We took the kids to see The Amazing Spider-Man at the midnight screening so I wouldn’t have to do a coin toss to see who got the golden ticket to see it with me at a press screening, and then I ended up not reviewing at the time because I felt pretty meh about it, and I was irritated about that. And I’ve been so buried in work this last week and over the weekend that I didn’t take time to read any reviews of it. But reading David’s glowing, ecstatic review of the film, and some of the comments on that review, made me seriously wonder if we’d even seen the same movie, so I wanted to jot down some thoughts on ASM while they’re still relatively fresh in my head.
So, okay. I know many of you really dug this version of Spider-Man, but c’mon guys. This movie has some problems. Tonally, the script nails the character of Peter Parker as the writers and (presumably) director imagined him to be, and that take on who Spidey is works very well. Much of the rest of the story, less so. It’s clumsy, sloppy. There are just problems is all over the place, believability holes — even within the context of a superhero movie based on a comic book character — you could drive a truck through. And given that the screenwriting credits here are James Vanderbilt, Alvin Sargent and Steve Kloves, I don’t know what the excuse is. Too many otherwise solid cooks spoiling the broth? Studio heads with an eye toward big bucks from the video game?
Read the full article »
Starry Starry Night, the second feature film by promising Taiwanese filmmaker Tom Lin, is a visually stunning, lovely coming-of-age tale and one of my favorite films of SIFF so far this year. Based on a Taiwanese picture book by Jimmy Liao, the film takes common themes of death, divorce, and growing pains and weaves them into this beautifully imagined and creatively rendered story of Mei (Jiao Xu), a young girl dealing with the unraveling of her once-happy family and the death of a beloved grandfather whose love has been her anchor. Untethered and emotionally bereft, Mei finds a kindred spirit in new student Jie (Hui-Min Lin), a sensitive, artistic boy whose talents are unappreciated by most of the kids at school.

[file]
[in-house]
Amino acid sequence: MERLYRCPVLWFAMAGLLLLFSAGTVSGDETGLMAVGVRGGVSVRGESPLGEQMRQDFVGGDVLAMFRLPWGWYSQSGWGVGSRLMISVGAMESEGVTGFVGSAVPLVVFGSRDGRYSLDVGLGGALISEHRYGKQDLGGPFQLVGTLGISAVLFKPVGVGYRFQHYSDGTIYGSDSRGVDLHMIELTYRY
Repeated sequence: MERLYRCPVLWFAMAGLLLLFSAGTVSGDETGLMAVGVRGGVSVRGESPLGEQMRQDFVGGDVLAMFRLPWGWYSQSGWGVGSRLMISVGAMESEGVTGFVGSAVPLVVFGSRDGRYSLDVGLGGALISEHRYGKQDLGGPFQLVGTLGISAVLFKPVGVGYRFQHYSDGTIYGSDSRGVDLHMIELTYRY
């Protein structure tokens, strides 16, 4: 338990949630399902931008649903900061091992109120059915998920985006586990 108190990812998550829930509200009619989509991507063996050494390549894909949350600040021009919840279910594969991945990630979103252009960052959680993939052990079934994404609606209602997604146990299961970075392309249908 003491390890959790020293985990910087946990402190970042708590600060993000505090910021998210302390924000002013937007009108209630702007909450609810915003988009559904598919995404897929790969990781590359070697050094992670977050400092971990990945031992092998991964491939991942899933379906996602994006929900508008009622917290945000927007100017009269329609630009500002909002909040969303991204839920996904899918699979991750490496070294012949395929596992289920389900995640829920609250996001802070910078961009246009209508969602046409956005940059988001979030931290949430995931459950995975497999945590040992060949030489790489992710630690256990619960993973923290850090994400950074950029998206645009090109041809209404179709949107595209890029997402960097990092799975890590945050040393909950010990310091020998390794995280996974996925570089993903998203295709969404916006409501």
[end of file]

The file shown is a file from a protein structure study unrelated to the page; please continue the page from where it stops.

When Mei’s parents announce they’re getting a divorce and Jie’s mother informs him that they have to move yet again to stay a step ahead of his abusive father, the teens embark on a fantastical journey back to Mei’s safe harbor, her grandfather’s remote mountain cottage, through a world inspired by Van Gogh’s Starry Night and the jigsaw puzzles that serve as a symbol for both Mei’s family life and her sorting through these complicated familial issues. Along the way, Mei is accompanied by fantastical, larger-than-life, colorful carved animals – Mei’s link to her woodcarving grandfather – and the watchful shadow of a protective dragon.
My one issue with the film is the ending, which drags on a bit, although it kind of pays off; still I wanted the film to end maybe 10 minutes before it actually did, leaving things a bit more open. I loved almost everything about this film, in particular the way in which Lin composes shots with a meticulous care and attention to detail; nothing ever feels like it’s there by accident or without purpose, I could go back and watch the film a couple more times just to catch all the minute details to which the filmmaker has paid such attention. Every frame of this film feels like a painting brought to life.
Lin’s seamless and lovely use of the jigsaw puzzles as metaphor for life, which comes to fruition with an emotionally engaging sequence in which picures of Mei’s life with her parents fall apart in her hands as she desperately tries to make all the pieces fit together, is one of the best uses of symbol in storytelling I’ve seen in a long time. It’s a literal way of conveying Mei’s inner turmoil that could come across as contrived, but it’s done in such an honest and heartfelt and literary way that what could have been cheesy in a lesser director’s hands here becomes the emotional center of the film.
Note: Starry Starry Night played as a part of the 2012 Seattle International Film Festival